Breaking the Barriers to Care: Community Outreach Programs

Fournier, Mary Paige, Alyssa Goike, Alyssa Reid, Jessica Stricklin, Pamela Gibes, and Kathi Shepherd

The purpose of this investigation was to assess current dental hygiene students on their knowledge of services provided by community-based service-learning programs and to assess interest in future participation in these types of programs to benefit not only their clinical experiences, but also their local communities.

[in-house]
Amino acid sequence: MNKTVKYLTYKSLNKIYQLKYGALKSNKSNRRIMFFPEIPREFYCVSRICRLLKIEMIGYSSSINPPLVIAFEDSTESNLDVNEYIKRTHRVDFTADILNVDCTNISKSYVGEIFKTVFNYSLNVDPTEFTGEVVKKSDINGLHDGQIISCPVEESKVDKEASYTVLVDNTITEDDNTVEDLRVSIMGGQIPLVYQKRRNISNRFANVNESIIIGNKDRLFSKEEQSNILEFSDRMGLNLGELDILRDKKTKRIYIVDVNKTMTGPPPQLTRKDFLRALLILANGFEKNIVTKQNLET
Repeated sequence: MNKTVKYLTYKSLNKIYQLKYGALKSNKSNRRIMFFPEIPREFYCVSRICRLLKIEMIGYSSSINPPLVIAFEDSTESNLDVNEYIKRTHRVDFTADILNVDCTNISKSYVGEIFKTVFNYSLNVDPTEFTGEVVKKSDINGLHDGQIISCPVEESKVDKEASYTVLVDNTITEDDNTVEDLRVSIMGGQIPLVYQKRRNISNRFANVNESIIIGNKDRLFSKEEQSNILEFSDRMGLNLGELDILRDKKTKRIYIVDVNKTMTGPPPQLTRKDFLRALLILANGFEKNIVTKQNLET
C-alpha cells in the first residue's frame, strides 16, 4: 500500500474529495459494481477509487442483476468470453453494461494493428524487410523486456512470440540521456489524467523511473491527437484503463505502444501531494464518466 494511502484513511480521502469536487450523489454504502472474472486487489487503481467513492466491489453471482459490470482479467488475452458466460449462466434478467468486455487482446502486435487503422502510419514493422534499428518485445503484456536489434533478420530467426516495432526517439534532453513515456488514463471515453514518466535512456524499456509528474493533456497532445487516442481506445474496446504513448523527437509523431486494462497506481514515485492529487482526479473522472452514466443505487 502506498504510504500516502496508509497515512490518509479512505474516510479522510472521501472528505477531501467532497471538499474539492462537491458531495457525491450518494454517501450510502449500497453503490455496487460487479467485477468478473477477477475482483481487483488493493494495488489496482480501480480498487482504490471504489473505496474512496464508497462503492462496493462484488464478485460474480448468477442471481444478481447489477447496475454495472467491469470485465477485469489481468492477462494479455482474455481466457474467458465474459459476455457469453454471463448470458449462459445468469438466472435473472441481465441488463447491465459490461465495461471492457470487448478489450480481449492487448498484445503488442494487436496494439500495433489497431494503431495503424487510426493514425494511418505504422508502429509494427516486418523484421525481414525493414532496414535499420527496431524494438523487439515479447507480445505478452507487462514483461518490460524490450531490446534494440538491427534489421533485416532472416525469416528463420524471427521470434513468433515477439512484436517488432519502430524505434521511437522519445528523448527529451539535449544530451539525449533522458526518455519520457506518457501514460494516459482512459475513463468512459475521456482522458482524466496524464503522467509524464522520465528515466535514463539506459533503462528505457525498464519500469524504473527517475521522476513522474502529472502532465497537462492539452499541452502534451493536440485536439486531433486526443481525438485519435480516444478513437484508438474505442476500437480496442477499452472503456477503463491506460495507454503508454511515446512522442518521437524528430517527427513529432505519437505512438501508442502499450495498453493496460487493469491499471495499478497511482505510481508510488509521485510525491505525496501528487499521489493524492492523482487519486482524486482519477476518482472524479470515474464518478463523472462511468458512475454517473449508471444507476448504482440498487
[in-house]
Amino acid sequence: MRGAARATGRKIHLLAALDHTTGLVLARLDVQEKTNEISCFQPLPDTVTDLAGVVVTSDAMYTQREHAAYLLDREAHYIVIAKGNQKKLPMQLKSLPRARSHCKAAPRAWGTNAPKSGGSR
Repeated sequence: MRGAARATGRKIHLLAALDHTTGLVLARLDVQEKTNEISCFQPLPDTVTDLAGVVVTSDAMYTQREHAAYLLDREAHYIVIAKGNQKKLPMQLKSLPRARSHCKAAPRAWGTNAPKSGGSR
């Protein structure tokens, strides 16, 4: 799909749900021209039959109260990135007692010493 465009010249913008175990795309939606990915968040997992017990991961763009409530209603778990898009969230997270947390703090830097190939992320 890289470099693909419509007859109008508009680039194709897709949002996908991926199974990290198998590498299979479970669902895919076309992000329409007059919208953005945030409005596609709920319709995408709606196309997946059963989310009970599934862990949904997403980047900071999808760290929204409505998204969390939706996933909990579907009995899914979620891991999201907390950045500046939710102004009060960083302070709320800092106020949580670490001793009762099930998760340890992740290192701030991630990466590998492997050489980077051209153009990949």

Sixty-one counties in the state of Michigan are designated as a full or partial county Health Provider Shortage Area (HPSA), creating a critical lack of access to dental care. To increase access to care, service-learning can be incorporated into dental and dental hygiene curricula. Service-learning combines clinical learning with a way for students to provide service in the local community. Community-based education has been implemented into many dental and dental hygiene programs to educate and expose students with the hope of creating professionals willing to provide service in the community while simultaneously meeting the health care needs of their local community. The Dental Hygiene Program has a long-standing history of providing students with strong community outreach experience within the curriculum. Exit interview data collected during the past five years revealed that students were very interested in providing future community based service. To gain a state-wide perspective, an investigation was conducted to assess the perceptions of dental hygiene students in the state of Michigan for value of community outreach in the curriculum and willingness to practice in the community after graduation. A ten question survey was conducted at the annual student members of the American Dental Hygienist Association (ADHA) meeting held November 1, 2013 using a combination of Likert scale and fixed response questions after IRB approval was obtained (IRB approval protocol #1314-15). 196 surveys were returned for analysis. 83% of students surveyed stated that community outreach is currently a required component in their curriculum. Of 193 surveyed, 85% stated that community outreach should be required in dental hygiene curriculum, with 67% stating they would consider working in the community upon graduation. It was concluded that current dental hygiene students are interested in providing care in the community in the future and that community outreach should be incorporated into the curriculum. This will help provide access to care to those communities that are neglected in regards to dental care.